Curried Lamb Shanks and Naan Bread.

Curried Lamb Shanks

OK, so even I’m getting over BBQ food at the moment. And salads, lovely as they are in the garden with a glass of something cold are getting a bit tiresome.

It’s a bit weird that I don’t see curry as a summer food as the Indians eat this in far warmer climes than these, but maybe it’s just me. So, fight fire with fire I say and with my added side-quest to get my wife to enjoy a lamb dish this a pretty risky proposition.

I'm slaving away. The muggy gets my chair. Hmm...

I’m slaving away. The moggy gets my chair. Hmm…

I’ve managed to establish that Helen’s dislike of lamb is down to the ‘lambiness’ of some dishes. Now this is a major breakthrough. We recently went to a brilliant Persian supper club meal with friends (more on this in a later post) and she thoroughly enjoyed the slow cooked lamb. I think I’ve deduced therefore that whilst the Sunday roast will never be an option, maybe this type of dish will, having had most of the fat rendered out.

So, I bought a couple of lamb shanks, classic slow cooking cuts, from a local butcher. Otherwise, I didn’t need to look far for inspiration as I’ve been meaning to make a dish I found on an app I have for  Hyderabadi Shanks by Alfred Prasad on the Great British Chefs website. A great website by the way and well worth a browse.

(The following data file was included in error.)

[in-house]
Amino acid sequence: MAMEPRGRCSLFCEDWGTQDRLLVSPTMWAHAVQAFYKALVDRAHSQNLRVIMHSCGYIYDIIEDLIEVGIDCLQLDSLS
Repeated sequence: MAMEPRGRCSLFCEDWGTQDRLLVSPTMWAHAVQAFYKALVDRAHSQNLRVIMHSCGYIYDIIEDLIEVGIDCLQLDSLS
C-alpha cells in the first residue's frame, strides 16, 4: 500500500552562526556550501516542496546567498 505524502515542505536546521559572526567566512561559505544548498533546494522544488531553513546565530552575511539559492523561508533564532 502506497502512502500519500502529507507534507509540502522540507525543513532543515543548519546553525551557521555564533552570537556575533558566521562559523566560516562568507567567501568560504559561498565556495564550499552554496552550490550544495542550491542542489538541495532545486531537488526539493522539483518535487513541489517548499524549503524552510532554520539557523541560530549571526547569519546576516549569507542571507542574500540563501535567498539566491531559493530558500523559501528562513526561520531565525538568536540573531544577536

I made a few minor tweaks for our own tastes/available ingredients but otherwise tried to stay faithful to the recipe. I slow cooked the shanks for about 3 hours and then left them to  rest overnight before finishing the curry the next evening.

To accompany this, some homemade naan breads. Simple in theory, these are fairly difficult to do in domestic ovens, as the lovely light airy versions you find in restaurants are made using a super-hot tandoori oven. I improvised using a pizza stone in the oven at full whack – a respectable 275°C (530°F). The results were pretty good to be fair.

Naan Breads

The recipes make about 5 (or more depending on size) but freeze well for later on.

Serves 2:

For the curry:

  • Two lamb shanks
  • 4 tbsp oil
  • 1 1/2 onions, thinly sliced
  • 6 garlic cloves and a large piece of ginger
  • 6 cloves
  • 4 cardamon pods
  • 1 1/2 tsp cinnamon powder
  • 1 tbsp mustard seeds
  • 1 tsp hot chilli powder
  • 2 tsp ground cumin
  • 2 tbsp ground coriander
  • 4 tbsp yoghurt
  • 3 ripe tomatoes, diced
  • Chicken stock – about 500ml (enough to cover the lamb) or water if not.
  • 1 tbsp garam masala and a good handful of chopped coriander stems/leaf to finish.
  • 1 threaded carrot to serve.

For the naan breads (makes 4-5 large)

  • 500g strong bread flour
  • 2 tbsp oil
  • 1 tsp salt
  • 1 sachet of dried instant yeast
  • 200ml milk
  • 100ml yoghurt (about 4 tbsp)
  • Melted butter to finish, if you like.

I used dried coriander and cumin and so dry roasted them first in the hot pan and ground them in a spice mill. Set aside.

Make a paste out of the garlic and ginger by blending them with a little water (or a good old fashioned pestle and mortar)

Add the oil to a large oven proof pan and fry the cardamon, mustard seed, onion, and cloves for a couple of minutes. Push to one side and add the lamb shanks to brown well, with a good pinch of salt.

Add the ginger/garlic paste and stir to coat. Then the  rest of the spices – the chilli powder, coriander, cumin and cinnamon. Continue to fry for a couple of minutes – it smells amazing.